Her fingernails and toenails had all been soaked and clipped, and the pink on her toenails reflected the light from above. Satisfaction seeped from my soul.
“Ma-Maw, it’s time to wash your hair.” I smiled, encouragingly nodded. The long, frayed ends of gray hair were not her normal. No, she’d kept her hair short and tidy for as long as I could remember. I have one picture of her with longer hair, when she was 26.
“No. I don’t need it washed,” she said emphatically.
“Please,” I pleaded.
“Okay.” The defeat in her voice broke my heart.
I had already set the kitchen table with my necessities—warm water, shampoo, towels. I’d have to work quickly.
I walked her fragile self over to the kitchen slowly and carefully, and she sat down in the wooden chair. Though I counted it a privilege, I felt overwhelmed. I had been assigned a task by family and didn’t quite know if I could pull it off. But I’d said I’d do it. And I’d do it. I’d try.
I had to think outside the box because she was too frail to get into the bathtub. Her back was too frail and painful to lean over into the sink. She could barely make it into the car to go to her doctor appointments. Going to a hair dresser deemed out of the question.
Why did I feel like the one deemed useless? I was scared. And I couldn’t have her slipping on that floor. I couldn’t risk another bone in her precious back broken.
I wrapped towels around her soft pink nighty and around the chair. Warm water gently poured from the pitcher in my hand’s grasp over her precious hair. In the middle of the kitchen.
“It’s cold.” She began to pout and cry like a little child. But getting a glimpse of her as a child was precious. A smile grew across my face. It would be over so soon.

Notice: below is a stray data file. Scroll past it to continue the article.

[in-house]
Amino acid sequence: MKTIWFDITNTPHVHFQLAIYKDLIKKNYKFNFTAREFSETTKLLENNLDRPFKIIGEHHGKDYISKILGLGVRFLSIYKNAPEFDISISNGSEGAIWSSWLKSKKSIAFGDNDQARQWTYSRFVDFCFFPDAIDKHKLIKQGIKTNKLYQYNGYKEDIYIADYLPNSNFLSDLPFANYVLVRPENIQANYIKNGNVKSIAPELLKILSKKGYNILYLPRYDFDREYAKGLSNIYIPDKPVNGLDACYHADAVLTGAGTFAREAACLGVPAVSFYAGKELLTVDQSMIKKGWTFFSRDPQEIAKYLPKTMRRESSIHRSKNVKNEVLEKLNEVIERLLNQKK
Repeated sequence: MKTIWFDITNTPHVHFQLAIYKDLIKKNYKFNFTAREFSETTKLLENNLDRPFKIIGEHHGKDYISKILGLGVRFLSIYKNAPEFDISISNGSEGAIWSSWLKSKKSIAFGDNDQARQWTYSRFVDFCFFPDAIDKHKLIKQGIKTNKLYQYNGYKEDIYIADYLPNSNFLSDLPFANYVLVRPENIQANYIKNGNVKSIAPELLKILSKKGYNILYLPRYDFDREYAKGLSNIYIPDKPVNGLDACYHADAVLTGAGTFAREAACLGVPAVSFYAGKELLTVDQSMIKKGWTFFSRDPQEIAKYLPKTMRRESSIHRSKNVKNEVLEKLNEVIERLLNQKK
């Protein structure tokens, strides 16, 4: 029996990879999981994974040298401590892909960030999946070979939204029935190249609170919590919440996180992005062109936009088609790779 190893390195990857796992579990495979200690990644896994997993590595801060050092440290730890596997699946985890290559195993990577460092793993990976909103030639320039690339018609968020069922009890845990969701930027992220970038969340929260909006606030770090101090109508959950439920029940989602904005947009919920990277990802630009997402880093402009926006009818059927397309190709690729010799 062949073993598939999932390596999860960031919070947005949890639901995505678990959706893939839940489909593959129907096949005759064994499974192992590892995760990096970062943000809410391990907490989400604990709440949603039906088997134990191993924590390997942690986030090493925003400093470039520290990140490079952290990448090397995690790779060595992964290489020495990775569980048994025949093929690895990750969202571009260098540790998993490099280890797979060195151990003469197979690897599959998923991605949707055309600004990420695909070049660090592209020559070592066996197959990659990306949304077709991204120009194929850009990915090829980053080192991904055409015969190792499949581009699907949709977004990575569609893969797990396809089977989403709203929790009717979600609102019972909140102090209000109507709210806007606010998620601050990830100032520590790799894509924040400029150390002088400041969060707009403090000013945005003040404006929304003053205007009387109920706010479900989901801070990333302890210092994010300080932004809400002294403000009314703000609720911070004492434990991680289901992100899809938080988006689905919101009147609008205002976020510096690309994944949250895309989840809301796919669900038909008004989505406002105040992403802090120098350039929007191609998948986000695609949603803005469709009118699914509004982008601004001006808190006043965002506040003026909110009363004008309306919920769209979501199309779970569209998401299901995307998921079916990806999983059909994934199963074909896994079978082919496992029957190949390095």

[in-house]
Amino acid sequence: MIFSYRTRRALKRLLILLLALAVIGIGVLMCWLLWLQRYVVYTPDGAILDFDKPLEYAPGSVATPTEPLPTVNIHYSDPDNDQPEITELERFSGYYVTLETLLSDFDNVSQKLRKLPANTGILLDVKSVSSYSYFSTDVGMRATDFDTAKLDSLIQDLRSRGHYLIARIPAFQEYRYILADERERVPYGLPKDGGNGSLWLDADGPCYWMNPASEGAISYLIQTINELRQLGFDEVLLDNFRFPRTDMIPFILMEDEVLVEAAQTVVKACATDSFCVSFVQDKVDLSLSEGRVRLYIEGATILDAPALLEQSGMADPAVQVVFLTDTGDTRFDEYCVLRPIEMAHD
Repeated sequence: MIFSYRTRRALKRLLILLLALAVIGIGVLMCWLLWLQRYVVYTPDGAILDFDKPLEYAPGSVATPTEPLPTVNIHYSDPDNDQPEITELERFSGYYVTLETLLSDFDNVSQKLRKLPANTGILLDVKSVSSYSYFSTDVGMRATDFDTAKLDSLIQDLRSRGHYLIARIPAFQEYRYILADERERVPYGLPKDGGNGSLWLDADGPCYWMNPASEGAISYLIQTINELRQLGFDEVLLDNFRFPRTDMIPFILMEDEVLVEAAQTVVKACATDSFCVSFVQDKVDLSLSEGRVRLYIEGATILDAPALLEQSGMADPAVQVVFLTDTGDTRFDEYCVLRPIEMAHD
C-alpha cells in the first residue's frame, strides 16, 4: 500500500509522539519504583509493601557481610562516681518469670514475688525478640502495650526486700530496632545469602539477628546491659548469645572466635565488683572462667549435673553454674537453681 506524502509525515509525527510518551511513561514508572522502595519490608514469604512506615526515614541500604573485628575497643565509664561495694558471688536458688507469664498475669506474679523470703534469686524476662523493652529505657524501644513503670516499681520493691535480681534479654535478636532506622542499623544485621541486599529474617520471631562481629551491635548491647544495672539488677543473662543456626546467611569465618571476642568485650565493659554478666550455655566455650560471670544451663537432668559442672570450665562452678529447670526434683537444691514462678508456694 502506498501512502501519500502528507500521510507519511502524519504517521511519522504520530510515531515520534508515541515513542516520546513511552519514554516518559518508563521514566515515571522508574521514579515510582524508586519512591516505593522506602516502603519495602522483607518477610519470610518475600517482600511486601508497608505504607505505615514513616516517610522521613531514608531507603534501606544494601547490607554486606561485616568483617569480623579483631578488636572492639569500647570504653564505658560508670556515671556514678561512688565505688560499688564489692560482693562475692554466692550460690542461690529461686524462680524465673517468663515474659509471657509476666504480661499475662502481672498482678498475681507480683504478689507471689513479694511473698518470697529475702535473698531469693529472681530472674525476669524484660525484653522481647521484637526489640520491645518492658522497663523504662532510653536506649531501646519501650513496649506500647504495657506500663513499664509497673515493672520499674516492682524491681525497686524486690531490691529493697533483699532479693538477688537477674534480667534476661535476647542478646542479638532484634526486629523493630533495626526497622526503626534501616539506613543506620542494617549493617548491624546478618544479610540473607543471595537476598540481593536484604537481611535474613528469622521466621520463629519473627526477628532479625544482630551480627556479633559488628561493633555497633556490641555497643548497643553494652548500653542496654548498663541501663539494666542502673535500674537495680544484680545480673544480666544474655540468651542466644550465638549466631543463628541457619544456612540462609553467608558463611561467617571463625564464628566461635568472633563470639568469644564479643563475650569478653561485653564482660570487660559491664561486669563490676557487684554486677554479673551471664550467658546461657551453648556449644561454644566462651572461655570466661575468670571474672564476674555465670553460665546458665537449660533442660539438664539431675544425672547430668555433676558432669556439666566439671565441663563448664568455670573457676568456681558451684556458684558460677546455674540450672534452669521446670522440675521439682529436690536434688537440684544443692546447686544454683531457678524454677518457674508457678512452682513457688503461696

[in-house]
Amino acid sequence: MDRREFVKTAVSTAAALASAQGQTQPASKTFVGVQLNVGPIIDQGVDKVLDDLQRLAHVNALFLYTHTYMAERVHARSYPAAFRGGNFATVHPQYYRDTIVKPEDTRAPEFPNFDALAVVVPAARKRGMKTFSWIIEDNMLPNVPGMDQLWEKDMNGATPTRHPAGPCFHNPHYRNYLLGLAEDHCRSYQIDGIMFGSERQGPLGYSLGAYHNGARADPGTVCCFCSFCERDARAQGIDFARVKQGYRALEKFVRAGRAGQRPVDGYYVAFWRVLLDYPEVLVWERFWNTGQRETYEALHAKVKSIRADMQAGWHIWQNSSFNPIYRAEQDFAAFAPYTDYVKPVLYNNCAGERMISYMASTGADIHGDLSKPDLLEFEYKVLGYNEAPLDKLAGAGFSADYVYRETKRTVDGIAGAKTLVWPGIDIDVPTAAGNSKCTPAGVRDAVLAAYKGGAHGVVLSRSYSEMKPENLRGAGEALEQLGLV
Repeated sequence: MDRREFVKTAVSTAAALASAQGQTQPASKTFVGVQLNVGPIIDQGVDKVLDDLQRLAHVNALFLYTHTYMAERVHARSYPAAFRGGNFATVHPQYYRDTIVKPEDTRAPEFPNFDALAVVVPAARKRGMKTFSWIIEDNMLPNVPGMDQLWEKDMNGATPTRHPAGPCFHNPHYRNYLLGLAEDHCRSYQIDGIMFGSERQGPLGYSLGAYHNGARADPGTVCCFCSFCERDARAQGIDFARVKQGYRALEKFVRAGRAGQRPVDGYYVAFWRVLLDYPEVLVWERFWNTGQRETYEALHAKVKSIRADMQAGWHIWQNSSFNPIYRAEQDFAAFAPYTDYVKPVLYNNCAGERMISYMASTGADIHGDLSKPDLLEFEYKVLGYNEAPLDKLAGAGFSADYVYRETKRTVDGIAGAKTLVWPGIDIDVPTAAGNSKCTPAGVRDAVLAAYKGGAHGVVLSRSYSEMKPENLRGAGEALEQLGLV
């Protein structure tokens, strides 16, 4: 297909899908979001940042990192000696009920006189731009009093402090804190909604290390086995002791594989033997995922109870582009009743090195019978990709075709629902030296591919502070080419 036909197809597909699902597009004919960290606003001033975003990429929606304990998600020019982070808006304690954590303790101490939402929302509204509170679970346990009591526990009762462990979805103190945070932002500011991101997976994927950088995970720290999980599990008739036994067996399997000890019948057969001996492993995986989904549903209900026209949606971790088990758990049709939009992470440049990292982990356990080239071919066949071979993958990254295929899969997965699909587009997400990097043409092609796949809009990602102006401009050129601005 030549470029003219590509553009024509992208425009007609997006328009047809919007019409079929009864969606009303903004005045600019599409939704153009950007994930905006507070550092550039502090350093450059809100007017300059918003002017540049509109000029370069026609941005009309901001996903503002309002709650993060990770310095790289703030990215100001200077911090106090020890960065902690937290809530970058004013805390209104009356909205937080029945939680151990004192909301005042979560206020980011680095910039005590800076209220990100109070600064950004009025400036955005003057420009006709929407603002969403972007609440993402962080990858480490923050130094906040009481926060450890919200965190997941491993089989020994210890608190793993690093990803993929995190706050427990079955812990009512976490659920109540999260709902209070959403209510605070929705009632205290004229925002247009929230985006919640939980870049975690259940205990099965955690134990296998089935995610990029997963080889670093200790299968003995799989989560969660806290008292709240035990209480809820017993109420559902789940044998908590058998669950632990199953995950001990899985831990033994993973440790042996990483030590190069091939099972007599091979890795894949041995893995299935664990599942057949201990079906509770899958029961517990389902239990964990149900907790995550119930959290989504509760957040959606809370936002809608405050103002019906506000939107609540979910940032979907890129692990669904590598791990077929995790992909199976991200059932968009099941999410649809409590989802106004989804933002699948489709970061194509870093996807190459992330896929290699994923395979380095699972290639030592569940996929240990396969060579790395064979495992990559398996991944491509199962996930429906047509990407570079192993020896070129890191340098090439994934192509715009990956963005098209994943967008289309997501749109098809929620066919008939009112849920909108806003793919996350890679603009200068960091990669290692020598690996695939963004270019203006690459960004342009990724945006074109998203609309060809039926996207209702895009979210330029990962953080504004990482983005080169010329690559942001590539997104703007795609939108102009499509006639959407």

With the shampoo rinsed out, I wrapped her in warm towels, slipped a baby blue clean nighty over her sweet head, and led her back to her chair in the living room. Fresh and clean.
“Ma-Maw, it’s time to trim your hair,” I said as I combed her beautiful tangles. The first time I had ever cut her hair. Little did I know, it would be the last.
Every now and then, she’d utter, “That’s good enough.” Her patience was growing thin.
As I dried her hair, I couldn’t wait to curl it, to mask the uneven layers by my imperfect hands.
“Ma-Maw, this is the last curl. Let me just spray it with hair spray, and we’ll be done.” In her weak condition, this was a traumatic experience for her.
“There. All done, Ma-Maw.” I smiled, relief seeping from my weary soul.
“I want to see it.” She stood to her sweet feet like a spring chicken and walked with renewed energy down the hallway and into the bathroom. She looked into the mirror and smiled. “Thank you, Baby. That’s real pretty. I appreciate you for doing that.”
I couldn’t refrain the giggles dispensing from my heart and lips … her attitude had completely changed. It was the best idea she’d ever had.
Because I’m missing my grandmother. Are you missing someone special?